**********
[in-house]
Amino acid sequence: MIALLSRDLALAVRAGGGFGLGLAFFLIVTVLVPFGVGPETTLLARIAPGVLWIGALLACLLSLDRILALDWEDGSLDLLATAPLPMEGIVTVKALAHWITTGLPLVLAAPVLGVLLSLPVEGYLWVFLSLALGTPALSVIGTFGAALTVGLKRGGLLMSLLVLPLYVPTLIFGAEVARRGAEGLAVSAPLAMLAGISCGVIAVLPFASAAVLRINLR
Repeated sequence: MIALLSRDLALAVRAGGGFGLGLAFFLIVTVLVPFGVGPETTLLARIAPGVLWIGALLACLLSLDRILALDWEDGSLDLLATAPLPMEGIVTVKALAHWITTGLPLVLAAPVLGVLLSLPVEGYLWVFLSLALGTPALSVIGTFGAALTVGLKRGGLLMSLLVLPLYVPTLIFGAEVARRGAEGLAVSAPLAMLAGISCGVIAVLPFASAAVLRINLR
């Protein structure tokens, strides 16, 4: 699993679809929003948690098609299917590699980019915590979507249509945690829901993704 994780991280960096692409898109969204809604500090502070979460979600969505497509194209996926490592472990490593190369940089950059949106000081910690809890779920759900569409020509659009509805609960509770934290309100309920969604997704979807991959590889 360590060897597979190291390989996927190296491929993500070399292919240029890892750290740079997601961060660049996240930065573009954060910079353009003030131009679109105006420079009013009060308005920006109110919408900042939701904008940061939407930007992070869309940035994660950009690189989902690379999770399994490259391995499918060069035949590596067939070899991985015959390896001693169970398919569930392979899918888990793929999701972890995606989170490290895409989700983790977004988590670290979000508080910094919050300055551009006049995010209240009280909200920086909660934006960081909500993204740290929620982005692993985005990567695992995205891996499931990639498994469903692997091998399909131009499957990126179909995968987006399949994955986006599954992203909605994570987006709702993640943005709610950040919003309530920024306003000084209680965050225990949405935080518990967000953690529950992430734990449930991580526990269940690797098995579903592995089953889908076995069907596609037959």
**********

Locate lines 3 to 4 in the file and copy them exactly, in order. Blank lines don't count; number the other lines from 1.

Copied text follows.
Repeated sequence: MIALLSRDLALAVRAGGGFGLGLAFFLIVTVLVPFGVGPETTLLARIAPGVLWIGALLACLLSLDRILALDWEDGSLDLLATAPLPMEGIVTVKALAHWITTGLPLVLAAPVLGVLLSLPVEGYLWVFLSLALGTPALSVIGTFGAALTVGLKRGGLLMSLLVLPLYVPTLIFGAEVARRGAEGLAVSAPLAMLAGISCGVIAVLPFASAAVLRINLR
């Protein structure tokens, strides 16, 4: 699993679809929003948690098609299917590699980019915590979507249509945690829901993704 994780991280960096692409898109969204809604500090502070979460979600969505497509194209996926490592472990490593190369940089950059949106000081910690809890779920759900569409020509659009509805609960509770934290309100309920969604997704979807991959590889 360590060897597979190291390989996927190296491929993500070399292919240029890892750290740079997601961060660049996240930065573009954060910079353009003030131009679109105006420079009013009060308005920006109110919408900042939701904008940061939407930007992070869309940035994660950009690189989902690379999770399994490259391995499918060069035949590596067939070899991985015959390896001693169970398919569930392979899918888990793929999701972890995606989170490290895409989700983790977004988590670290979000508080910094919050300055551009006049995010209240009280909200920086909660934006960081909500993204740290929620982005692993985005990567695992995205891996499931990639498994469903692997091998399909131009499957990126179909995968987006399949994955986006599954992203909605994570987006709702993640943005709610950040919003309530920024306003000084209680965050225990949405935080518990967000953690529950992430734990449930991580526990269940690797098995579903592995089953889908076995069907596609037959």